Sample 1: “Plenty (of) cases of looting and stealing of people’s properties and goods where recorded.”(Man who stole from Shoprite was caught…Opera News, 25 October, 2020)
First, we are interested in the word properties which occurs in the following context: “stealing of people’s properties and goods.” Notice that the word properties is found in the same context in which the word goods occurs. In other words, during the protests, properties, like goods, were looted and stolen.It should be obvious that the properties under reference are personal items/belongings that can be moved from place to place.
This is the heart of the matter. Whenever we use the word property to refer to personal effects or movable items such as shoes, clothes, furniture, television sets, fridges, generators, and even motor cars, we should use it in its singular form. No matter the volume or quantity of such items, the word property should remain in its singular form and the choice of verb should be singular.
Please read the following sentences:
1) The landlord has seized the tenant’s property kept in two rooms, saying he won’t release it until and unless he pays all his debt.
2) No matter how long you stay in the UK, your property will remain in this room and it will be intact.
3) Before I woke up, he had gathered all his property and travelled back to our home town.
4) Since he owns little property, he doesn’t need more than one room.
5) Fire destroyed the entire house including his sister’s property kept in one of the rooms.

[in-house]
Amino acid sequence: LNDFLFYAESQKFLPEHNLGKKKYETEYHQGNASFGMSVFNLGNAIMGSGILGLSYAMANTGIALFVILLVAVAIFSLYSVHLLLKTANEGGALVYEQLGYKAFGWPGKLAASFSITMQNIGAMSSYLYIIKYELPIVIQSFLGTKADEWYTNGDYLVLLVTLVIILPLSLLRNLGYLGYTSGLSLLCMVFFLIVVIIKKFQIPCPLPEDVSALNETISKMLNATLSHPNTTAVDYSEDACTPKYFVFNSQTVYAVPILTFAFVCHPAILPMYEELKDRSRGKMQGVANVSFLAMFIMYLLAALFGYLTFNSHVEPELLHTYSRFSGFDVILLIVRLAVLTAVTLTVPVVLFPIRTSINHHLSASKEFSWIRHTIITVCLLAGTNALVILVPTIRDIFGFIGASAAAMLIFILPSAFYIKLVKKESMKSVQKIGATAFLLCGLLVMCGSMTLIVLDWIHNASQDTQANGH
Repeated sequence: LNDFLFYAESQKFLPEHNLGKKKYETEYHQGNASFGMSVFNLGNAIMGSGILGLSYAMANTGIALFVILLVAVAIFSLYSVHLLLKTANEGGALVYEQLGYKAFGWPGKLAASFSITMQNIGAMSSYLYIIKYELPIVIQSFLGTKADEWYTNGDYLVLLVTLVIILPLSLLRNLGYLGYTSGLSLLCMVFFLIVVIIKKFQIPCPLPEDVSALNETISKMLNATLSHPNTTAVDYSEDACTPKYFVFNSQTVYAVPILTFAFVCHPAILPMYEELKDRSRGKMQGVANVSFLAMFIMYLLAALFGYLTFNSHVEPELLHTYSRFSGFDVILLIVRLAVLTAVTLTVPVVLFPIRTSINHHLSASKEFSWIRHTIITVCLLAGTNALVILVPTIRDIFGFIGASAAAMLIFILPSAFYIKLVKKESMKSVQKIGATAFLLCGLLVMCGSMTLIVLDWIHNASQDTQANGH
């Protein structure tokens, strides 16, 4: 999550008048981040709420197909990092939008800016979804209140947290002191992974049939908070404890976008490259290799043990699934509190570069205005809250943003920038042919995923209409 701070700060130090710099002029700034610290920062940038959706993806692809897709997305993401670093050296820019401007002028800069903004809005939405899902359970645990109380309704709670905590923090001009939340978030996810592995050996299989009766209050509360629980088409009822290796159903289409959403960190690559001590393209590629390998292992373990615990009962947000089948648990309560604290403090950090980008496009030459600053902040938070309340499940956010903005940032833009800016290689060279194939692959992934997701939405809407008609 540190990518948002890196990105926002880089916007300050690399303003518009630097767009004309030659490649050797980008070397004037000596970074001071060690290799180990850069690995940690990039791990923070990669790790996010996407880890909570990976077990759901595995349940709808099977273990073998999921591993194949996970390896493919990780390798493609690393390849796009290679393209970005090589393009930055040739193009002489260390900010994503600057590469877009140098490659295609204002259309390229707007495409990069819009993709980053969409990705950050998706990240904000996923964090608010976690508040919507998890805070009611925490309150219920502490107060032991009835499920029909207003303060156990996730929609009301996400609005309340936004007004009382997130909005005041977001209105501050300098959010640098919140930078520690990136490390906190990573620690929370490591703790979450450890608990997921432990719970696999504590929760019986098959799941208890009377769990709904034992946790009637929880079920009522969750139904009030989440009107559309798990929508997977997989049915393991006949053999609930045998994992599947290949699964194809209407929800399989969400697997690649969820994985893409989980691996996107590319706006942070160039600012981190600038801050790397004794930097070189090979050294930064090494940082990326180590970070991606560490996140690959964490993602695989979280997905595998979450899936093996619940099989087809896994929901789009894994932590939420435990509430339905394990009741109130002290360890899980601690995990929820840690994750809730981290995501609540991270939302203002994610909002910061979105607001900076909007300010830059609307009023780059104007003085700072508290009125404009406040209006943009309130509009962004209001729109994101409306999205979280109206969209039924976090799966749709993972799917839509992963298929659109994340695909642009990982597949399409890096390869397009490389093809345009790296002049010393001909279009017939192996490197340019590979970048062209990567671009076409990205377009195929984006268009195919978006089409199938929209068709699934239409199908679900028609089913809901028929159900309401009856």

6) His property consists of a few items all of which are kept in one huge bag.
7) After working for two years, his property is so much that he needs to rent a second room.
8) Thieves broke into the room and made away with almost all his property.
9) He has found a new house and his children are helping to carry her property to the new place.
10) Two trucks carried his property to his newly built house.
11) In those days, slaves were considered part of the personal property of rich men.
12) Shoes and shirts are the most prominent elements of my property.
The word property has been used in its singular form in each of those sentences because it is about personal effects, household items, movable belongings. However, when the word is employed in reference to land and houses, it can be used in the singular sense if the reference is to a singular item or in the plural if the reference is to two or more items. Indeed, whenever the word property is used in the plural by knowledgeable people, the assumption is that the reference is to land/houses. It should not be used in the plural sense if the reference is to personal effects as discussed and illustrated earlier.
Now read the following sentences:
1) The government has decided to sell all its properties in the choicest parts of the country.
2) Properties are more expensive in Lagos than in any other part of Nigeria.
3) I have three uncles who are into the business of buying and selling of properties.
4) There is an uncompleted property which the owner wants to sell at a moderate price.
5) I have refused to buy that property because it is too close to a stream.